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The 411 on Tequila

Forget licking your hand. Tequila connoisseurs prefer theirs without crutches, served straight up in a two-ounce caballito glass. Mexican tequila is the source of legend, myths and mistruths. Most of them, including the worm, sprouted from clever marketing ideas.

Tequila might be North America's first distilled beverage. When the Spanish conquistadors overran Mexico several hundred years ago, the soldiers looked for produce containing sugar that they could distill for alcohol. The indigenous people already used the agave plant to produce a drink known as pulque. This drink, sometimes confused with tequila, is fermented, not distilled, and is similar to beer. But the Spanish figured it would work and distilled the first batch of agave wine, which they called vino mezcal since the natives called the agave plant mezcal.

The agave is a large succulent that looks like a giant aloe plant or Spanish sword plant with its long spiky leaves. The agave is a member of the lily family and is not, as is commonly thought, a cactus. The blue agave, or agave azul tequilana weber, originally grew in reddish volcanic soil at the foot of a volcano near the town of Tequila. Legend has it that the gods split the plant open so the villagers could drink the sugary sap.

At the base of an eight-year-old agave plant is a core, which after cutting away the leaves looks something like a mammoth pineapple and weighs between 40 and 70 pounds (it can grow to more than 200 pounds if not harvested). This pineapple, or piña, is split and roasted. Traditionally, Mexicans used clay ovens, but today large distilleries use steam ovens or autoclavs. The heat turns the starch in the piña into sugar.

Once roasted, the piñas are mashed, shredded or pounded by stone to release the juice, which is placed in a vat, sometimes with strands of fiber to enhance the flavor. Yeast is added and the solution is fermented for three to four days. Then the agave juice is distilled twice and produces clear tequila.

What's the difference between tequila and mezcal? The confusion comes from the names since Mexicans refer to the blue agave plant as mezcal. Tequila is a city. The liquor tequila comes from the blue agave plant, and according to Mexican law can only be produced in designated areas, primarily the state of Jalisco in west-central Mexico. Some tequila-producing cities are Tequila, Guadalajara, El Arenal and Amatitán. Mexican law dictates that tequila must contain at least 51 percent blue agave grown in these designated areas. Some tequilas are 100-percent blue agave.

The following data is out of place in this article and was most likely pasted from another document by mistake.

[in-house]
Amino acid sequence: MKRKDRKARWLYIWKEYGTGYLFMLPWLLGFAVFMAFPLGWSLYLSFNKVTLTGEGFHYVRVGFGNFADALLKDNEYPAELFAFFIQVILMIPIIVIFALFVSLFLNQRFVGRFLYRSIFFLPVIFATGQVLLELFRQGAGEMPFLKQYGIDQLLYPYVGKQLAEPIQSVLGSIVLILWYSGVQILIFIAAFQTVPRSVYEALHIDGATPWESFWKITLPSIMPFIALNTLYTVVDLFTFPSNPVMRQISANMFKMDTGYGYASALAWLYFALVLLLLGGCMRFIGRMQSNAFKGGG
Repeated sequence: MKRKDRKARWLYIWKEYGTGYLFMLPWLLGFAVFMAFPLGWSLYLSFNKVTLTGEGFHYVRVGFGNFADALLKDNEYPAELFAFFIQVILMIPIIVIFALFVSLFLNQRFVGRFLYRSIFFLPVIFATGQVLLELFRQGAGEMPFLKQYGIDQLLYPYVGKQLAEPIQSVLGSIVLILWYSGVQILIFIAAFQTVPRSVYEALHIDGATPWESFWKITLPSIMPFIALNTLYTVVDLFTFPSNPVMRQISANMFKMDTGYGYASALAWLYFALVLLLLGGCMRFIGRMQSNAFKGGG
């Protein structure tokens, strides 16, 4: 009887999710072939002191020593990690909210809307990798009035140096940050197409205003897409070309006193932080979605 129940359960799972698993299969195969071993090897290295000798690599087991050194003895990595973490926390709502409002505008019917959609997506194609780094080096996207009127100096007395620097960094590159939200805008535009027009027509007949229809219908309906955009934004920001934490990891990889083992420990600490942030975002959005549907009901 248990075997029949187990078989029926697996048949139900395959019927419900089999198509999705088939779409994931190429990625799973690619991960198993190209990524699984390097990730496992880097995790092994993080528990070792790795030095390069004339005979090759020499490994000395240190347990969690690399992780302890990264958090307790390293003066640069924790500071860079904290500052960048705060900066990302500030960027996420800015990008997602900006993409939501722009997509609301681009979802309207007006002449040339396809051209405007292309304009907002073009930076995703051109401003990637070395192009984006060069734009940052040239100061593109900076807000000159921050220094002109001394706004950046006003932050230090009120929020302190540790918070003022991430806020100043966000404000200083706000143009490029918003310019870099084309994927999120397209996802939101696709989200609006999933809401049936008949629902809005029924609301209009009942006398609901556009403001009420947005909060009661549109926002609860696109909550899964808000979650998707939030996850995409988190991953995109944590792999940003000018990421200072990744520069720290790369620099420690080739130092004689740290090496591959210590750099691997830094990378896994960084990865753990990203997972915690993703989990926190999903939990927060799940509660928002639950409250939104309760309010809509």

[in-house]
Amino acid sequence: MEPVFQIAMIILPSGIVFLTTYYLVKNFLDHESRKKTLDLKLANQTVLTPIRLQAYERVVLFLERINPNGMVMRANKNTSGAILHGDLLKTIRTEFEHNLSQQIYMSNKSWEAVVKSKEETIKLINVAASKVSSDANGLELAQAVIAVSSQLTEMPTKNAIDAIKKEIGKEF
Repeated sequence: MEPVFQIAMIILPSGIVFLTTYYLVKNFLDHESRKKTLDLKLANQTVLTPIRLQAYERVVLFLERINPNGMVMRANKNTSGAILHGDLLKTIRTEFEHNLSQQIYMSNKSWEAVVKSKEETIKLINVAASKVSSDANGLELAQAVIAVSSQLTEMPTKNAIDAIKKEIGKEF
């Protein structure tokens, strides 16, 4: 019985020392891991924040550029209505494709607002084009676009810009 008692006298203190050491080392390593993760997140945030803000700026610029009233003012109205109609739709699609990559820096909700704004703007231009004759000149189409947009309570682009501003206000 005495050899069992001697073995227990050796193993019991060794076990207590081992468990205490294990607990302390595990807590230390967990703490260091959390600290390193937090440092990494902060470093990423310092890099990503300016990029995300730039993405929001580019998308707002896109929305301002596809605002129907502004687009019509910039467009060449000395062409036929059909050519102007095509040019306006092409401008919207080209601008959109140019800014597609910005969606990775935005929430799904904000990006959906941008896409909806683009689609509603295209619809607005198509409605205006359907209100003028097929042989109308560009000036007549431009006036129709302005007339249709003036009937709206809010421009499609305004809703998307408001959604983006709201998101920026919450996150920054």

Mezcal is made from the agave plant, too, but distillers may use different varieties (136 species of agave are found in Mexico). Historically, mezcal comes from Oaxaca, a southern state. It was traditionally made from a slow-roasted piña in a rock-lined pit, which gave the alcohol a smokier flavor. Mezcal is the drink in which you'll sometimes find a worm -- actually, a moth caterpillar. The red caterpillar is from the interior of the plant, and the white one is found on the leaves. One misconception about mezcal is that it contains mescaline. It does not. Mescaline comes from the peyote cactus.

The first farmer to cultivate blue agave was José Antonio Cuervo, in 1758. That year, the King of Spain gave Cuervo land for his first plantation. A century later, the Cuervo company was selling 10,000 barrels of tequila in Jalisco's capitol city alone. Today, Cuervo is the world's largest tequila manufacturer.

Tequila comes in five categories. Blanco tequila is clear and has not been aged. This tequila is traditionally the choice for mixed drinks. The new second category is the flavored tequila, such as Cuervo's Oranjo, Citrico and Tropina. Gold tequila is clear tequila that has been colored and flavored with caramel. Reposado is aged in wooden casks for at least two months. Quality brands may age their tequilas nine months. Smooth-tasting Añejo, "old," tequila is aged in wooden barrels, sometimes old Bourbon barrels or French oak, for a minimum of 12 months to up to four years.

Some producers go a third round of distilling to smooth out the fiery edges of their tequila. One example is Casa Noble Reposado tequila, which is triple distilled.

Reading the label is key to purchasing tequila. The label will list the alcohol content, which should range between 38 percent and 55 percent; the type, such as Reposado; and whether or not it is 100-percent agave. If the latter is not listed, you can count on the contents being a blend of different agave plants, or mixto. The numerals beside "NOM" refer to the distiller (not all brands are distilled on site) and "CRT" means the distilling process of the company has been certified by the Tequila Regulatory Council.

When you lick your salted hand, down a shot of tequila and then bite into a lime, it is referred to as Hollywood-style tequila drinking. Traditionally, tequila is accompanied by a sangrita chaser, a mix of tomato and orange juices, salt, and chilies. Premium tequila is sipped slowly and served at room temperature. Glassware varies from shot-style to stemware.

Cinco de Mayo has become a popular day to consume tequila in the US. However, more restaurants are offering a selection of tequilas year-round as well listing creative tequila cocktails on their bar menus.

Have a restaurant tip, compliment, complaint? Does your restaurant or shop have news, menu changes, new additions, upcoming cuisine or wine events? Note: We need notice of events at least 12 days in advance. Fax information to Eaters' Digest: 704-944-3605, or leave voice mail: 704-522-8334, ext. 136. To contact Tricia via e-mail:

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